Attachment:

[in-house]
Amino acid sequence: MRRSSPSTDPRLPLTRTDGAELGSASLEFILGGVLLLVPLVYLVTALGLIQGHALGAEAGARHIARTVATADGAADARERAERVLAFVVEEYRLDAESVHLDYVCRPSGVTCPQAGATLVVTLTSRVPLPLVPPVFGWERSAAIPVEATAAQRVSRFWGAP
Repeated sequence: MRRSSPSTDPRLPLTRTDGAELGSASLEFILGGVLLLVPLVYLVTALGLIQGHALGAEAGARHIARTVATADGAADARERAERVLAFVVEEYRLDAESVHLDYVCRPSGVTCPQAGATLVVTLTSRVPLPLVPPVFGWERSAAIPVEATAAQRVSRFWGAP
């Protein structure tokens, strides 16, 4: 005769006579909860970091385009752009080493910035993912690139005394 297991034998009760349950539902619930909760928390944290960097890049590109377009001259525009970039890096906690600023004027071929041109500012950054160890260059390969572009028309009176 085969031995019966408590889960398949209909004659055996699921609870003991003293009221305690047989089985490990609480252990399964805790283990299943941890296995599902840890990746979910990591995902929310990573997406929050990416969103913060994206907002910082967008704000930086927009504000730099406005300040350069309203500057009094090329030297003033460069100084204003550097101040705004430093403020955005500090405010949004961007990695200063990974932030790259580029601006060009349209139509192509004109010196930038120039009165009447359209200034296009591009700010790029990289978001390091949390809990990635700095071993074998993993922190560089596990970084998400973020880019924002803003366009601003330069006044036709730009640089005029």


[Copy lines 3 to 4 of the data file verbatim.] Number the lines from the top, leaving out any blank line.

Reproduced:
Repeated sequence: MRRSSPSTDPRLPLTRTDGAELGSASLEFILGGVLLLVPLVYLVTALGLIQGHALGAEAGARHIARTVATADGAADARERAERVLAFVVEEYRLDAESVHLDYVCRPSGVTCPQAGATLVVTLTSRVPLPLVPPVFGWERSAAIPVEATAAQRVSRFWGAP
């Protein structure tokens, strides 16, 4: 005769006579909860970091385009752009080493910035993912690139005394 297991034998009760349950539902619930909760928390944290960097890049590109377009001259525009970039890096906690600023004027071929041109500012950054160890260059390969572009028309009176 085969031995019966408590889960398949209909004659055996699921609870003991003293009221305690047989089985490990609480252990399964805790283990299943941890296995599902840890990746979910990591995902929310990573997406929050990416969103913060994206907002910082967008704000930086927009504000730099406005300040350069309203500057009094090329030297003033460069100084204003550097101040705004430093403020955005500090405010949004961007990695200063990974932030790259580029601006060009349209139509192509004109010196930038120039009165009447359209200034296009591009700010790029990289978001390091949390809990990635700095071993074998993993922190560089596990970084998400973020880019924002803003366009601003330069006044036709730009640089005029």